Review: JACKBOOTS ON WHITEHALL; More than a gimmick, less than a classic!

rating: 3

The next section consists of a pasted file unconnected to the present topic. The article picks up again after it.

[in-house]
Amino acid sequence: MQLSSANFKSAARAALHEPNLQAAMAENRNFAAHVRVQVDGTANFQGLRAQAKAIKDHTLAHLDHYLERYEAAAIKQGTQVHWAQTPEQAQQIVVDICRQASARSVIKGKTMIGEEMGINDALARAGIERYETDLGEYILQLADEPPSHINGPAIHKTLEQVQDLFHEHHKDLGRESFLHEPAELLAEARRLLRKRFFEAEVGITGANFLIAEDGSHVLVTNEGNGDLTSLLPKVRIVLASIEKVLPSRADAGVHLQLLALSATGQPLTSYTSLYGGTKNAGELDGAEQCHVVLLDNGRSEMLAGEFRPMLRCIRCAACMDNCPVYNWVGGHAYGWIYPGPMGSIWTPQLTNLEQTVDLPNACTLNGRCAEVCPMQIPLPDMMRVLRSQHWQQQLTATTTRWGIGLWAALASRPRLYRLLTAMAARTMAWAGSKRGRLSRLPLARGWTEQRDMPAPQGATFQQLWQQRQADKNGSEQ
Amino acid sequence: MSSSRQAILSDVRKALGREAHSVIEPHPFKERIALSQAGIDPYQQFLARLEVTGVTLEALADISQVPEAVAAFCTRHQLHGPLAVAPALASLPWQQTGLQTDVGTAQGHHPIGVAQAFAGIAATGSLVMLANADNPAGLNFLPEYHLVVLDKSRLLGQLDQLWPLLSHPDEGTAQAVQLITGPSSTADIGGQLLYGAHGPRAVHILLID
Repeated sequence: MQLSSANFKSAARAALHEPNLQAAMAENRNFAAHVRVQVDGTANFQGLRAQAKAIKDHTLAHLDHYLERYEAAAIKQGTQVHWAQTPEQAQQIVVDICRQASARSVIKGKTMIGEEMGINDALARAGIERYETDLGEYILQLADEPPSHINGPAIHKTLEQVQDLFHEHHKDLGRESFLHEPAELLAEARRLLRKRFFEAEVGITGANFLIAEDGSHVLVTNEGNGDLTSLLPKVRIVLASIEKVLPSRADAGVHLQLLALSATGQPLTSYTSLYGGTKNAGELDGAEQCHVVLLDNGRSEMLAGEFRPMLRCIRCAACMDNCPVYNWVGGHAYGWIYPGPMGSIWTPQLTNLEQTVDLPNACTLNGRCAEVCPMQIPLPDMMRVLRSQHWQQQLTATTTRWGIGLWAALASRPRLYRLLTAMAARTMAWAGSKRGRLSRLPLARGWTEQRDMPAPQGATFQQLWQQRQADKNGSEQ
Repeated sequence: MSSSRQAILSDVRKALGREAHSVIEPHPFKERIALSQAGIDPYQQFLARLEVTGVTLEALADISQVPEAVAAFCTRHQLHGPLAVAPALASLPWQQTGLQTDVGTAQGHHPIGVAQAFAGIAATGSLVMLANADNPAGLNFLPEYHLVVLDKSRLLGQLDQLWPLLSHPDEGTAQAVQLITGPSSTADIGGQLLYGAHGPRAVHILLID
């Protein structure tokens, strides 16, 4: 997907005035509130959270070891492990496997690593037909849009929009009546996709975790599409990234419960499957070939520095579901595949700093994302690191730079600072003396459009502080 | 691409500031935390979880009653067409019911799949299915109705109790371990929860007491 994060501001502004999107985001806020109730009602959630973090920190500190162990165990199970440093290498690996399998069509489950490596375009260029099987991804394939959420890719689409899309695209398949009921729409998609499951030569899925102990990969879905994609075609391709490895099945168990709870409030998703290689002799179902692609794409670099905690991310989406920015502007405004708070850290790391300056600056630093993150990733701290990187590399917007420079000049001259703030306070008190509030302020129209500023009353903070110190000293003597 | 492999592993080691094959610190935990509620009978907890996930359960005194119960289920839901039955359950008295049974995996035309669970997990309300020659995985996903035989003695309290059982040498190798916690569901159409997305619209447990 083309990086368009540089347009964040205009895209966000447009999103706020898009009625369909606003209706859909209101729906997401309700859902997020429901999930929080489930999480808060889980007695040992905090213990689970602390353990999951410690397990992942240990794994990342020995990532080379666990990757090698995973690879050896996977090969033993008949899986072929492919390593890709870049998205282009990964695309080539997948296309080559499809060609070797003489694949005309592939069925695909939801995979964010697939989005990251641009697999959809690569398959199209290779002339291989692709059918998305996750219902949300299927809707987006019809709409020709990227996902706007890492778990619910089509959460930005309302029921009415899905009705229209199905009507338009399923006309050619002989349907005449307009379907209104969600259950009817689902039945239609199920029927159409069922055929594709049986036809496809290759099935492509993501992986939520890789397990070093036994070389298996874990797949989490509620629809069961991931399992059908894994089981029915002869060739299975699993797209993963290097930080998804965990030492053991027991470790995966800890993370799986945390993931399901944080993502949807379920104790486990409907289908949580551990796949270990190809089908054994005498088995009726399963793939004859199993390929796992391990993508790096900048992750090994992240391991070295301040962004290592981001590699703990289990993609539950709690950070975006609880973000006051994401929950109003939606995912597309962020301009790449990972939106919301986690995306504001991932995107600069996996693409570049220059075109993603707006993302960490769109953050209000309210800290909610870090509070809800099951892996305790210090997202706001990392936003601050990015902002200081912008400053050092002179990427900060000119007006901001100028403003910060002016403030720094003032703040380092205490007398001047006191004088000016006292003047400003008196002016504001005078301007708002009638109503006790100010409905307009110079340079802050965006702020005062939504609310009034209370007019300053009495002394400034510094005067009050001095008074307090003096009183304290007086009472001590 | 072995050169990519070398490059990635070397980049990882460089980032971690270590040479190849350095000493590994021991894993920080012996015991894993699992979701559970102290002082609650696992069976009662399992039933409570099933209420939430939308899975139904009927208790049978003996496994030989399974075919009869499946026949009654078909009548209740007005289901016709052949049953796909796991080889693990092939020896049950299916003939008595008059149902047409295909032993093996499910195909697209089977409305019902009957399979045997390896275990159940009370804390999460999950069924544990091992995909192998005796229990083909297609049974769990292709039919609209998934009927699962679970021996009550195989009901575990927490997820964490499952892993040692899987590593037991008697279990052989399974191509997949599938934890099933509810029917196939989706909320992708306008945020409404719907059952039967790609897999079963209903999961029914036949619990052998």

Wacky-puppet satire is the order of the day with 'Jackboots on Whitehall', brothers and first time writer/directors Ed and Rory McHenry's historical rewrite of the Second World War that has no shortage of humour and gags, but maybe not to the degree, or regularity that the style and synopsis would seem to suggest. At the height of World War II, Hitler's Third Reich seize the opportunity to invade England with the bulk of the British army stranded in Dunkerque. Himmler, Goering and Goebbels lead the charge as the Germans drill under the channel and up into the centre of London. Only a Kent farmer with aspirations of battle and hands too big for a trigger guard can save the day, as the remaining Allied resistance are pushed back to Hadrian€™s Wall. Tremendous concept with near limitless comic opportunities, but I can't help but feel something was lost in the execution. The choice of animation is a fusion of stop-motion and CGI, using lovingly sculpted action figures with their facial expressions and lip sync developed in post production via computer graphics. But do not worry, this is far from 'Robot Chicken', it is an extremely polished production, with exquisite set design by the McHenry€™s father David, across a wide variety of locales ranging from Downing Street to rural Kent. Overall the style of facial animation works to varied effect, with some characters lending their expressions better to the CGI than others. Goering€™s impressive squint seems to justify the choice, while disappointingly two of the most expressionless characters own the bulk of the screen time. The protagonist Chris (voiced by Ewan McGregor) and vicars daughter Daisy (Rosamund Pike) seem to lack the kind of emotion that could really have brought their developing relationship to life. An even greater shame when taking into consideration the quality of the casting for the vocal talent. 'Jackboots' really excels in this field, with Alan Cumming turning in a wonderfully camp, yet all too brief take on Hitler, Timothy Spall bringing Winston Churchill€™s growl to life (note - he plays Churchill in 'The King's Speech' also) and very accomplished, if a little clichéd, work by Sanjeev Bhaskar as Rupee, leader of the Punjab guard. At times though, the character expressions just don€™t quite reflect the quality of the voice art. From a directorial standpoint, the McHenry brothers have done a great job. It can€™t be easy taking such static subjects and creating flow and pace, particularly in the action scenes, which are really the bread and butter of 'Jackboots'. Dragging all the beauty out of the sets and unceremoniously blowing them to pieces. Initially the film is paced well, and continues in this fashion until the story moves to Hadrian€™s Wall, where the tale seems to come to a dramatic halt. At that point it became apparent that 93 minutes is maybe a touch too long. The gap between their journey north and the introduction of the savage Scots is a little drawn out, and punctuated by too much montage that you can€™t help thinking is nothing more than filler to make up the duration. Whilst the McHenry brothers show a great deal of potential, one criticism of the direction is that they do not utilise the rigidity of their subjects as a vehicle for visual comedy often enough. The visual jokes present really don€™t seem very well thought out, more clamouring for a cheap laugh in response to a particularly flat scene of dialogue. Dialogue is unfortunately where the film stumbles. No amount of visual aesthetic can compensate for a comedy that lacks consistent laugh out loud moments. This is not to say I didn€™t have smirk throughout, as it is fundamentally very well done, with some nice references such as the American Billy Fiske, the only Allied survivor of the Battle of Britain. The same role that Tom Cruise was set to play in the hopefully not to be developed 'The Few'. Yet upon the credits rolling there wasn€™t one single joke that stood out to me as being genuinely hilarious. Too much reliance is on innuendo and use of stereotype, none more so than the French character, whose presence is completely inconsequential and has no impact on the plot, he appears to be there purely as a means to get in a few French gags. But at least it shows the McHenry€™s are truly British. Ed and Rory have striven for the €˜offend everyone in order to offend no one€™ method, with a varying degree of success. A loving pinch at the cheek of all European races involved via the most obvious of stereoptypes, rather than the club round the head of the likes of 'Family Guy' and 'Team America: World Police'. Subtlety is not of the essence in Jackboots and there are problems regarding depth of character. Many seem to rely on one recurring joke that rears its head every ten minutes or so. Chris has his big hands, Billy Fiske says €˜sheeet€™ (shit) regularly in his over-exaggerated American accent, and the questionable presence of the French man is accompanied by his intermittent seduction of women. On its own merits this is a highly accomplished piece of animation from two directors who are showing real promise. The unfortunate thing is that it will be seen as a British answer to 'Team America€™ due to its similar visual style and demographic. Considering that Jackboots came in at a fraction of 'Team America's' $30 million budget, the production values stand proudly alongside. Yet this parity makes the shortcomings in that which costs nothing, the script, altogether more glaring. Whilst it can be said that 'Jackboots' in no way attempts to be in the same league of vulgarity as 'Team America', it still falls into the category of adult animation, utilising the €˜over offend to not offend€™ technique, and in that sense it falls by the wayside. 'Jackboots On Whitehall' may not be outstandingly funny, but it is tremendously charming and very well produced, and far from a waste of 93 minutes.